Three Sex Workers Explain How COVID-19 Is Affecting Their Industry

The COVID-19 pandemic has had a major effect on just about every industry on earth (and our entire way of life as we know it). It’s changed literally everything. Except for the human race’s insatiable desire to f*ck. Yes, you can take our music festivals, force us to get our weed delivered curbside, make us wear masks, and make our hearts fill with abject panic every time we need to make an essential grocery run, but nothing is going to stop us from getting horny.

If you’ve spent any time on social media since the quarantine began — and you have, we all have — you’ll know that people on every social media platform are being open about just how hot and bothered being kept inside is making them. And the stats support it. According to Market Watch, dating apps like Bumble, Tinder, Hinge, and are seeing a surge in activity, with users sending about 21% more messages and average times for video and voice calls spiking. People are so thirsty right now that the state of New York had to issue guidelines telling us not to rim each other, lest we risk passing the coronavirus on.

But amidst this crazed haze, sex workers are being hit hard by the lockdowns. Many are out of work, while others have been forced to navigate the sometimes unfamiliar waters of digital content creation. In the month of March, the popular subscription-based site OnlyFans reported a 75% increase of users, with 2.5 million new signups, 60,000 of which were new creators — who either flocked to the site because the COVID-19 lockdowns have made it impossible to practice sex work IRL or because they lost their regular gigs and need a steady stream of new income to stay afloat.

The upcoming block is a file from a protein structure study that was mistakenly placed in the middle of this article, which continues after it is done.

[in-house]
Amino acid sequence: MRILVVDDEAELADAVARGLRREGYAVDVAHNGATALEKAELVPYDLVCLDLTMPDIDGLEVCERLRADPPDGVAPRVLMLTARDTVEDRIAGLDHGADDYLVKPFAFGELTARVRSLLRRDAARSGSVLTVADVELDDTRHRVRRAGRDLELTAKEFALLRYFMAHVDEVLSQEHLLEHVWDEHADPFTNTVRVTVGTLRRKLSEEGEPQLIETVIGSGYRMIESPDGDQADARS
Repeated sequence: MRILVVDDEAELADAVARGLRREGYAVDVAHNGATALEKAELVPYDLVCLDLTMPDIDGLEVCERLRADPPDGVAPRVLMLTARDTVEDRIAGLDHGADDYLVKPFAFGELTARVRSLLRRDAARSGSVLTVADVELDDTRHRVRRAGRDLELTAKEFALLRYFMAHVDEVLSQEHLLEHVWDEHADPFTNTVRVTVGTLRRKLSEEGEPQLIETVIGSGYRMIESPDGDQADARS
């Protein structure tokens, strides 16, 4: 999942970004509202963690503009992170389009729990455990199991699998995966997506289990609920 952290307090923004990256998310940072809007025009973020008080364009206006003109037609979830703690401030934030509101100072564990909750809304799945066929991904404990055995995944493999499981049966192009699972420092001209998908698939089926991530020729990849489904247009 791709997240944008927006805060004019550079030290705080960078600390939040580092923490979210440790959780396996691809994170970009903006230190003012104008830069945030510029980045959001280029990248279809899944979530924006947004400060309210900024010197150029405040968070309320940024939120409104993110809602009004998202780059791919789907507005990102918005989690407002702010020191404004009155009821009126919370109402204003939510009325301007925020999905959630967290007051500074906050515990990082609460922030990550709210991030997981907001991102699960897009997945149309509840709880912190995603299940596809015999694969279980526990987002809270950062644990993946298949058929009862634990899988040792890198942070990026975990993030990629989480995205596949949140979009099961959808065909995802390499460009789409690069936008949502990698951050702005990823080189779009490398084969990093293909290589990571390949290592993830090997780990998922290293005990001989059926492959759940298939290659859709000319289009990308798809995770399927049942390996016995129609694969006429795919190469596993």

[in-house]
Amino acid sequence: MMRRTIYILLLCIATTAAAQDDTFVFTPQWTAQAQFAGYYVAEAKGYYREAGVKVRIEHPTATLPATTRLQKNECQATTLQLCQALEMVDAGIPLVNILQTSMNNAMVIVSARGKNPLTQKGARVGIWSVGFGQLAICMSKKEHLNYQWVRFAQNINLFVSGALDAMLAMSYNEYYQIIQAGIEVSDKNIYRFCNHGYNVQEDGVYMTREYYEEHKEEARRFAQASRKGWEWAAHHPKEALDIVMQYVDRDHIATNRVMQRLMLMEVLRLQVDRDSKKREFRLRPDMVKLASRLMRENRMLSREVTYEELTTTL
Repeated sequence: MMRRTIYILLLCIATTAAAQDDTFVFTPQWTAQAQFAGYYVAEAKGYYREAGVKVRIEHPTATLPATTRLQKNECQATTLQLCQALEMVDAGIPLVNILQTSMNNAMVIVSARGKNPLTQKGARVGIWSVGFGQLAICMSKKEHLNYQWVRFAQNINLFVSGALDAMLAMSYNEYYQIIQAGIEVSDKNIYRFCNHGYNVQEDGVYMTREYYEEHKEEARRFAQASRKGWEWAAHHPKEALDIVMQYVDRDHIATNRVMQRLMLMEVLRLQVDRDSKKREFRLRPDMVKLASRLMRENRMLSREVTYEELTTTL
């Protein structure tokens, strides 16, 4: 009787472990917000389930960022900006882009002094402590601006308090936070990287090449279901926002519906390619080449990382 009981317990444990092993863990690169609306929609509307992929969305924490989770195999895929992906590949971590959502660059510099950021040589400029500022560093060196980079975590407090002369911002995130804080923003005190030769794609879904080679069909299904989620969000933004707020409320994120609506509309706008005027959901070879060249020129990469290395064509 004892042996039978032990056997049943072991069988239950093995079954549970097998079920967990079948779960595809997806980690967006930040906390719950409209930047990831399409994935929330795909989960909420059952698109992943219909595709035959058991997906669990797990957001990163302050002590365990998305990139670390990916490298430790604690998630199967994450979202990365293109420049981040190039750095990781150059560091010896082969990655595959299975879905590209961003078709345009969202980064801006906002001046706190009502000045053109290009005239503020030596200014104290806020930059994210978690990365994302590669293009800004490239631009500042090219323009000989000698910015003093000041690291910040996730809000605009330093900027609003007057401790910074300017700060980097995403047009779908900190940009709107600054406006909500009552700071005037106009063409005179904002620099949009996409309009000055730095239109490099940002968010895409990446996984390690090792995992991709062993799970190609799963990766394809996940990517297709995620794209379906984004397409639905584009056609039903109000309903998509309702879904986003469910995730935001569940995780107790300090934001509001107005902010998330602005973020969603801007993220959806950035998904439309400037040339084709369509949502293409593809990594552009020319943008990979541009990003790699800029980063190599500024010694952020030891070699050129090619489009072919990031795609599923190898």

Strippers, sex educators, sex shop workers, porn stars, dancers — pretty much anyone who works in the sex industry or has a sex work-adjacent job is now out of work and unable to get assistance, even from Congress’ CARES Act, the $2 trillion relief bill that was designed to help people impacted financially by the coronavirus. According to Reason, the long-standing language written into business loans prevents anyone who earns their income from “live performances of a prurient sexual nature” or anyone who “derives directly or indirectly more than the minimum gross revenue through the sale of products or services, or the presentation of any depictions or displays, of a purist sexual nature” from taking advantage of the types of loans offered in the CARES act.

This isn’t a uniquely American problem, either. All over the world sex workers are being affected, even in countries with more open and legalized sex work, like Germany, which according to the NY Daily News, has as many as 200,000 legal sex workers. Some countries, like Australia and Japan, have made the progressive decision to offer some relief to sex workers, but in order to qualify for many of these benefits, workers often need to officially register as sex workers, which can create a paper trail that can affect future job prospects, according to The Washington Post.